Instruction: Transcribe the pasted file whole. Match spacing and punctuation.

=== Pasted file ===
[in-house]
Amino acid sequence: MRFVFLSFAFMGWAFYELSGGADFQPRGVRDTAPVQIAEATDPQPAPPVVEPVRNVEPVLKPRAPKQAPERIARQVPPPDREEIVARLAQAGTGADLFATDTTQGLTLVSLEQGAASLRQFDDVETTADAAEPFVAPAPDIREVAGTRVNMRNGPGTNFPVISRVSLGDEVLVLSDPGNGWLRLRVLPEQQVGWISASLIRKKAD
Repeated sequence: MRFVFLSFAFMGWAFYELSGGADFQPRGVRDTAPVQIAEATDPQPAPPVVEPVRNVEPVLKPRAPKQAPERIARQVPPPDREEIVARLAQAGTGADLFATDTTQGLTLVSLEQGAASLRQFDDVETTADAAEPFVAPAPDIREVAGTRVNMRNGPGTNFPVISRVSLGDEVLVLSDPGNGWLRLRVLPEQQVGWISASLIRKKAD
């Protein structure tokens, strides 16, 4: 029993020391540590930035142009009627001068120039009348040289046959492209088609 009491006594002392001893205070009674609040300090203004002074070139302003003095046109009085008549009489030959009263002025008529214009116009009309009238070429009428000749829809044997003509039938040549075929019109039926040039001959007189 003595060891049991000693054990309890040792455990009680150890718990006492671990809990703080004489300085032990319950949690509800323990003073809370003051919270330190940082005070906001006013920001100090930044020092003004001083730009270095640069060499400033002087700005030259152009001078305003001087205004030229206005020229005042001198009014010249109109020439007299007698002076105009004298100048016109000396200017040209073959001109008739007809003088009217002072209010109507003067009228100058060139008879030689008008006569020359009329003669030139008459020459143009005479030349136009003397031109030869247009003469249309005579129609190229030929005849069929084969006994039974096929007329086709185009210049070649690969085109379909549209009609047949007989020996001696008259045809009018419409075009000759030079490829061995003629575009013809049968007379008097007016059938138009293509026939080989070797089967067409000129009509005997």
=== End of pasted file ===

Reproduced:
[in-house]
Amino acid sequence: MRFVFLSFAFMGWAFYELSGGADFQPRGVRDTAPVQIAEATDPQPAPPVVEPVRNVEPVLKPRAPKQAPERIARQVPPPDREEIVARLAQAGTGADLFATDTTQGLTLVSLEQGAASLRQFDDVETTADAAEPFVAPAPDIREVAGTRVNMRNGPGTNFPVISRVSLGDEVLVLSDPGNGWLRLRVLPEQQVGWISASLIRKKAD
Repeated sequence: MRFVFLSFAFMGWAFYELSGGADFQPRGVRDTAPVQIAEATDPQPAPPVVEPVRNVEPVLKPRAPKQAPERIARQVPPPDREEIVARLAQAGTGADLFATDTTQGLTLVSLEQGAASLRQFDDVETTADAAEPFVAPAPDIREVAGTRVNMRNGPGTNFPVISRVSLGDEVLVLSDPGNGWLRLRVLPEQQVGWISASLIRKKAD
């Protein structure tokens, strides 16, 4: 029993020391540590930035142009009627001068120039009348040289046959492209088609 009491006594002392001893205070009674609040300090203004002074070139302003003095046109009085008549009489030959009263002025008529214009116009009309009238070429009428000749829809044997003509039938040549075929019109039926040039001959007189 003595060891049991000693054990309890040792455990009680150890718990006492671990809990703080004489300085032990319950949690509800323990003073809370003051919270330190940082005070906001006013920001100090930044020092003004001083730009270095640069060499400033002087700005030259152009001078305003001087205004030229206005020229005042001198009014010249109109020439007299007698002076105009004298100048016109000396200017040209073959001109008739007809003088009217002072209010109507003067009228100058060139008879030689008008006569020359009329003669030139008459020459143009005479030349136009003397031109030869247009003469249309005579129609190229030929005849069929084969006994039974096929007329086709185009210049070649690969085109379909549209009609047949007989020996001696008259045809009018419409075009000759030079490829061995003629575009013809049968007379008097007016059938138009293509026939080989070797089967067409000129009509005997």